A threat to the Republic: Behind the ownership drama that may yet hurt Sacramento soccer club’s major league goal

Republic FC’s omission from MLS bid created chaos in region’s historically stalwart soccer community

Sacramento Republic FC’s huge local popularity almost wasn’t enough to get the club on a short list for major-league expansion.

Sacramento Republic FC’s huge local popularity almost wasn’t enough to get the club on a short list for major-league expansion.

photo Courtesy of DOUGLAS TAYLOR/SacraMEnto REPUBLIC FC

Before last week, Republic FC was riding high on its way toward Sacramento’s bid for a Major League Soccer expansion team.

But when Sacramento submitted its MLS bid last Tuesday, the Republic name and crest were nowhere to be found. The fan base was confused, hurt, enraged. The Republic filed a press release of similar sentiment. It looked like the United Soccer League club they loved might not make the leap to the big leagues after all—that some crestless, to-be-announced squad would some day rise to MLS prominence in Sacramento. Or, worse, that this drama would spell the beginning of the end of MLS in Sacramento.

A long-overlooked rift between the team’s founder Warren Smith and future owner Kevin Nagle came to light, with the two unable to reach an agreement on how much Nagle should pay Smith to lift the Republic FC brand to the MLS.

It was another Sacramento sports drama arriving at an inopportune time, with the MLS having no shortage of suitors for two pro slots anticipated to be handed out this year.

The dust-up hit national soccer headlines, with folks questioning Sacramento’s readiness for the big league—despite the USL team’s squeaky-clean history and packed stadiums—until Mayor Darrell Steinberg hopped in the mix and brokered tentative terms for a deal over the weekend.

That cleared it all up, right? Republic FC would be the next team to join the MLS. Everybody wins?

Well, maybe. Let’s take a look at the full saga.

Entrepreneur and former River Cats owner Warren Smith is the founder and owner of the Republic FC. Since its 2014 debut, the team has had its sights set on joining the MLS as soon as the league granted Sacramento a chance. That day was fast approaching.

Ever since Kevin Nagle lost his shot to be known as the whale that kept the Kings in Sacramento to Vivek Ranadivé, the consensus has been that he would be the heavy lifter in the town’s future MLS expansion team. General consensus has also said that that team would be the Republic FC.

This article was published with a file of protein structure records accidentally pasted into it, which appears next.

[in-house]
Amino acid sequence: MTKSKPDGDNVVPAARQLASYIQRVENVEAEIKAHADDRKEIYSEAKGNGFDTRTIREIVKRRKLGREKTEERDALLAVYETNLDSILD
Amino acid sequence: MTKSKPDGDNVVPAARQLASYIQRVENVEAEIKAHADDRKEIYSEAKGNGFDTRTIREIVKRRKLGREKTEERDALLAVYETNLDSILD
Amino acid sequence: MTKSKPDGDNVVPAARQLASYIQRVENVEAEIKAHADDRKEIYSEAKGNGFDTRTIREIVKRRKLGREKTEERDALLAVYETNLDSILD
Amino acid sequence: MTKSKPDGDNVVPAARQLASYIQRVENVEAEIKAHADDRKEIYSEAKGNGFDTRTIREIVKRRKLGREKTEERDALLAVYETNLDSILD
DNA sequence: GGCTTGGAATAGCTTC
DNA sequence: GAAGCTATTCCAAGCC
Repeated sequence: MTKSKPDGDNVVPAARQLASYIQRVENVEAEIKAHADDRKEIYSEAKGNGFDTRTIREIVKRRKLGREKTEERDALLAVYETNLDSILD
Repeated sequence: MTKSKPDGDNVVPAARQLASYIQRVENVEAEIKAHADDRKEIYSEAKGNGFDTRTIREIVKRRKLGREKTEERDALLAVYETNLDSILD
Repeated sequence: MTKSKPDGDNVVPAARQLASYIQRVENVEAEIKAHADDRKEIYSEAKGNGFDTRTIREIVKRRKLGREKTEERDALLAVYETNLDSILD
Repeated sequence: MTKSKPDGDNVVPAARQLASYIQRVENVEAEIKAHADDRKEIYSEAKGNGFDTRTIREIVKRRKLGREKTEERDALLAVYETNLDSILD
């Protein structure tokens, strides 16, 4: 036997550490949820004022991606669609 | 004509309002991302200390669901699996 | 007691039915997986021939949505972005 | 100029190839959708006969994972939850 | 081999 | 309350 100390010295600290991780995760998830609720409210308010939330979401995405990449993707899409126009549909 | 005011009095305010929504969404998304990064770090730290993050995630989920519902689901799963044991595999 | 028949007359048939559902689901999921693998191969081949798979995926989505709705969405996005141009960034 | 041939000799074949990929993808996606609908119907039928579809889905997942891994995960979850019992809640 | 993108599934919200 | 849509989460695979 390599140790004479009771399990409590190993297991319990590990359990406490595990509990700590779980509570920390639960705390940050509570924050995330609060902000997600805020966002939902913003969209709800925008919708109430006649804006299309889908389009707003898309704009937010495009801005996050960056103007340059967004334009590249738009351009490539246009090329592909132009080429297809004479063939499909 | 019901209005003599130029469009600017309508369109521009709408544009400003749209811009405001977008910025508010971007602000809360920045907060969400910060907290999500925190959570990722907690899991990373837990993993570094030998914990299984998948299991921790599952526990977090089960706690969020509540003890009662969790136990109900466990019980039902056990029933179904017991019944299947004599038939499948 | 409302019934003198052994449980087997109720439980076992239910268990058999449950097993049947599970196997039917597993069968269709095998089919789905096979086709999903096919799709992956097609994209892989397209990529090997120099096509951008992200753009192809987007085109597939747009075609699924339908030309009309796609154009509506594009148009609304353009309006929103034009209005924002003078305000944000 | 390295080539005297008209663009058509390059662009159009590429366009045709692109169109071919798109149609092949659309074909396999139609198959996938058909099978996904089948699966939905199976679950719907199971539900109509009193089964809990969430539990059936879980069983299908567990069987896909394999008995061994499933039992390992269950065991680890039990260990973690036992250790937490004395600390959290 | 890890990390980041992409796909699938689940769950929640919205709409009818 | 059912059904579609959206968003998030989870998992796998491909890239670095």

For that to take place, however, Nagle would have to buy the Republic brand from Smith around the time the MLS gave the greenlight. The two millionaires began negotiations this past year once the MLS started floating more air kisses in Sacramento’s direction.

But here’s the rub: Nagle and Smith have profoundly differing views on the worth of the Republic FC brand.

Multiple sources put Smith’s opening price at $50 million. Nagle and the other whales were surprised to see anything higher than seven figures.

The Smith and Nagle camps went at it for months, with MLS Commissioner Don Garber jumping in as a mediator at one point. Finally, the two parties seemed to reach a deal for undisclosed terms. But just before the MLS bid deadline, it fell apart.

Nagle submitted the Sacramento expansion bid last Tuesday with no mention or display of the Republic FC crest. Steinberg released a bid-related video with the same omission. No one noticed at first, but members of the press started to ask questions after prodding by the Republic FC’s Tower Bridge Battalion fan group. Where was the Indomitable City’s crest? Was everything OK?

The following morning, the Republic FC dropped a bombshell press release.

“We are just as surprised as our fans to hear that various news outlets are reporting that a bid was submitted to MLS for Sacramento which does not reference Sacramento Republic FC. If these reports are true, this is deeply troubling to us,” it read. “If the bid submitted yesterday by Mr. Nagle did not include Sacramento Republic FC, it was in violation of our agreements and without our authorization; and we will take this up with the appropriate parties immediately.”